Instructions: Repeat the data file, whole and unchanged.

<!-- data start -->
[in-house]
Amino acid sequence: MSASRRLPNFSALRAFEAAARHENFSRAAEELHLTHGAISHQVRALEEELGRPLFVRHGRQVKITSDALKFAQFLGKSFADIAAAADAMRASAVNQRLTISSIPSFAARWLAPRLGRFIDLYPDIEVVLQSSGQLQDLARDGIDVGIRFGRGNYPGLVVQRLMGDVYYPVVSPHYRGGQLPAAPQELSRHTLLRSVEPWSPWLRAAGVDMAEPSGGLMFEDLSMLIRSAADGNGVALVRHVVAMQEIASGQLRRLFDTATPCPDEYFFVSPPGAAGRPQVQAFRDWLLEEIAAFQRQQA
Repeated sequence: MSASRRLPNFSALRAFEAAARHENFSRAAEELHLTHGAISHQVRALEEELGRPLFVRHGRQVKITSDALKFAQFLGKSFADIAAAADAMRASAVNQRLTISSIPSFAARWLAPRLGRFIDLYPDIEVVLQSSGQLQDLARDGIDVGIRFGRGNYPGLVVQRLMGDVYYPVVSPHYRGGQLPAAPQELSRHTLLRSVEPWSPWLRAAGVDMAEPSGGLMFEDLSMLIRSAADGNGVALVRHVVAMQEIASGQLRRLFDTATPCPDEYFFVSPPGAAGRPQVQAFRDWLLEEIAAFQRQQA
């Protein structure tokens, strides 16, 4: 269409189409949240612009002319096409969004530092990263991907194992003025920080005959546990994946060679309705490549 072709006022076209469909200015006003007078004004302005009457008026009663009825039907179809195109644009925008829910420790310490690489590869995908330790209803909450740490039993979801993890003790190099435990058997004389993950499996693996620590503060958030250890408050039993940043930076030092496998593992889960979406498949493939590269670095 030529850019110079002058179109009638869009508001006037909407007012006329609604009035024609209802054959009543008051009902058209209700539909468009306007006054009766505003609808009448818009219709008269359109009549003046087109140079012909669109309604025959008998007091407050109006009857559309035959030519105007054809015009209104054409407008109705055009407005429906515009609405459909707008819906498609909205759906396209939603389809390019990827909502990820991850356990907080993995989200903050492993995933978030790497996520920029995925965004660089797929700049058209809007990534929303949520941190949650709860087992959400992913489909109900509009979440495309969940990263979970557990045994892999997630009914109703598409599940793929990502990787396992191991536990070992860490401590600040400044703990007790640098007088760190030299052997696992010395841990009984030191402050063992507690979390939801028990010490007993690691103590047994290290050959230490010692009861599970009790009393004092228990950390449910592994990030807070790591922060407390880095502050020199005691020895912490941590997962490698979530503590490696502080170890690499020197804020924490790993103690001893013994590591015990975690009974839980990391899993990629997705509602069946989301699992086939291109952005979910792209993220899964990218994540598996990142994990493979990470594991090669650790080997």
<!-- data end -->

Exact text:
[in-house]
Amino acid sequence: MSASRRLPNFSALRAFEAAARHENFSRAAEELHLTHGAISHQVRALEEELGRPLFVRHGRQVKITSDALKFAQFLGKSFADIAAAADAMRASAVNQRLTISSIPSFAARWLAPRLGRFIDLYPDIEVVLQSSGQLQDLARDGIDVGIRFGRGNYPGLVVQRLMGDVYYPVVSPHYRGGQLPAAPQELSRHTLLRSVEPWSPWLRAAGVDMAEPSGGLMFEDLSMLIRSAADGNGVALVRHVVAMQEIASGQLRRLFDTATPCPDEYFFVSPPGAAGRPQVQAFRDWLLEEIAAFQRQQA
Repeated sequence: MSASRRLPNFSALRAFEAAARHENFSRAAEELHLTHGAISHQVRALEEELGRPLFVRHGRQVKITSDALKFAQFLGKSFADIAAAADAMRASAVNQRLTISSIPSFAARWLAPRLGRFIDLYPDIEVVLQSSGQLQDLARDGIDVGIRFGRGNYPGLVVQRLMGDVYYPVVSPHYRGGQLPAAPQELSRHTLLRSVEPWSPWLRAAGVDMAEPSGGLMFEDLSMLIRSAADGNGVALVRHVVAMQEIASGQLRRLFDTATPCPDEYFFVSPPGAAGRPQVQAFRDWLLEEIAAFQRQQA
């Protein structure tokens, strides 16, 4: 269409189409949240612009002319096409969004530092990263991907194992003025920080005959546990994946060679309705490549 072709006022076209469909200015006003007078004004302005009457008026009663009825039907179809195109644009925008829910420790310490690489590869995908330790209803909450740490039993979801993890003790190099435990058997004389993950499996693996620590503060958030250890408050039993940043930076030092496998593992889960979406498949493939590269670095 030529850019110079002058179109009638869009508001006037909407007012006329609604009035024609209802054959009543008051009902058209209700539909468009306007006054009766505003609808009448818009219709008269359109009549003046087109140079012909669109309604025959008998007091407050109006009857559309035959030519105007054809015009209104054409407008109705055009407005429906515009609405459909707008819906498609909205759906396209939603389809390019990827909502990820991850356990907080993995989200903050492993995933978030790497996520920029995925965004660089797929700049058209809007990534929303949520941190949650709860087992959400992913489909109900509009979440495309969940990263979970557990045994892999997630009914109703598409599940793929990502990787396992191991536990070992860490401590600040400044703990007790640098007088760190030299052997696992010395841990009984030191402050063992507690979390939801028990010490007993690691103590047994290290050959230490010692009861599970009790009393004092228990950390449910592994990030807070790591922060407390880095502050020199005691020895912490941590997962490698979530503590490696502080170890690499020197804020924490790993103690001893013994590591015990975690009974839980990391899993990629997705509602069946989301699992086939291109952005979910792209993220899964990218994540598996990142994990493979990470594991090669650790080997």